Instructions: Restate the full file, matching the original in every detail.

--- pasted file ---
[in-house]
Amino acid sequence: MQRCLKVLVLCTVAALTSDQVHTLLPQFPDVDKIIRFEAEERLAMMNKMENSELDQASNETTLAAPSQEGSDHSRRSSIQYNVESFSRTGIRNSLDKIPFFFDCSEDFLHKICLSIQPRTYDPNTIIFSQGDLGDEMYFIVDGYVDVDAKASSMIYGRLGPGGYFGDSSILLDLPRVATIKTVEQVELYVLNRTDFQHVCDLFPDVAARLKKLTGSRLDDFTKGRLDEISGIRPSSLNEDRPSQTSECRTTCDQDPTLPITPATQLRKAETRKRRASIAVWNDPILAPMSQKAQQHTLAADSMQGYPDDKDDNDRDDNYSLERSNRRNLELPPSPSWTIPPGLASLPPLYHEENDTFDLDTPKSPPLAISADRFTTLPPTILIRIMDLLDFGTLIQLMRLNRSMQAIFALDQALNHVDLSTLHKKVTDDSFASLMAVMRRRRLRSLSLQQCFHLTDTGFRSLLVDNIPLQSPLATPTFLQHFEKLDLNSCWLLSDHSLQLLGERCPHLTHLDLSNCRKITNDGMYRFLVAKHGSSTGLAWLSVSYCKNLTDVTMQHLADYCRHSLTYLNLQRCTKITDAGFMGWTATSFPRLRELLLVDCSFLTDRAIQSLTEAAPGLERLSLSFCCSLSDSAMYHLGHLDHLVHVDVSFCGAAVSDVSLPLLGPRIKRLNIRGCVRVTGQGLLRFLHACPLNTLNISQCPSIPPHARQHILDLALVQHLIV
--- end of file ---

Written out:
[in-house]
Amino acid sequence: MQRCLKVLVLCTVAALTSDQVHTLLPQFPDVDKIIRFEAEERLAMMNKMENSELDQASNETTLAAPSQEGSDHSRRSSIQYNVESFSRTGIRNSLDKIPFFFDCSEDFLHKICLSIQPRTYDPNTIIFSQGDLGDEMYFIVDGYVDVDAKASSMIYGRLGPGGYFGDSSILLDLPRVATIKTVEQVELYVLNRTDFQHVCDLFPDVAARLKKLTGSRLDDFTKGRLDEISGIRPSSLNEDRPSQTSECRTTCDQDPTLPITPATQLRKAETRKRRASIAVWNDPILAPMSQKAQQHTLAADSMQGYPDDKDDNDRDDNYSLERSNRRNLELPPSPSWTIPPGLASLPPLYHEENDTFDLDTPKSPPLAISADRFTTLPPTILIRIMDLLDFGTLIQLMRLNRSMQAIFALDQALNHVDLSTLHKKVTDDSFASLMAVMRRRRLRSLSLQQCFHLTDTGFRSLLVDNIPLQSPLATPTFLQHFEKLDLNSCWLLSDHSLQLLGERCPHLTHLDLSNCRKITNDGMYRFLVAKHGSSTGLAWLSVSYCKNLTDVTMQHLADYCRHSLTYLNLQRCTKITDAGFMGWTATSFPRLRELLLVDCSFLTDRAIQSLTEAAPGLERLSLSFCCSLSDSAMYHLGHLDHLVHVDVSFCGAAVSDVSLPLLGPRIKRLNIRGCVRVTGQGLLRFLHACPLNTLNISQCPSIPPHARQHILDLALVQHLIV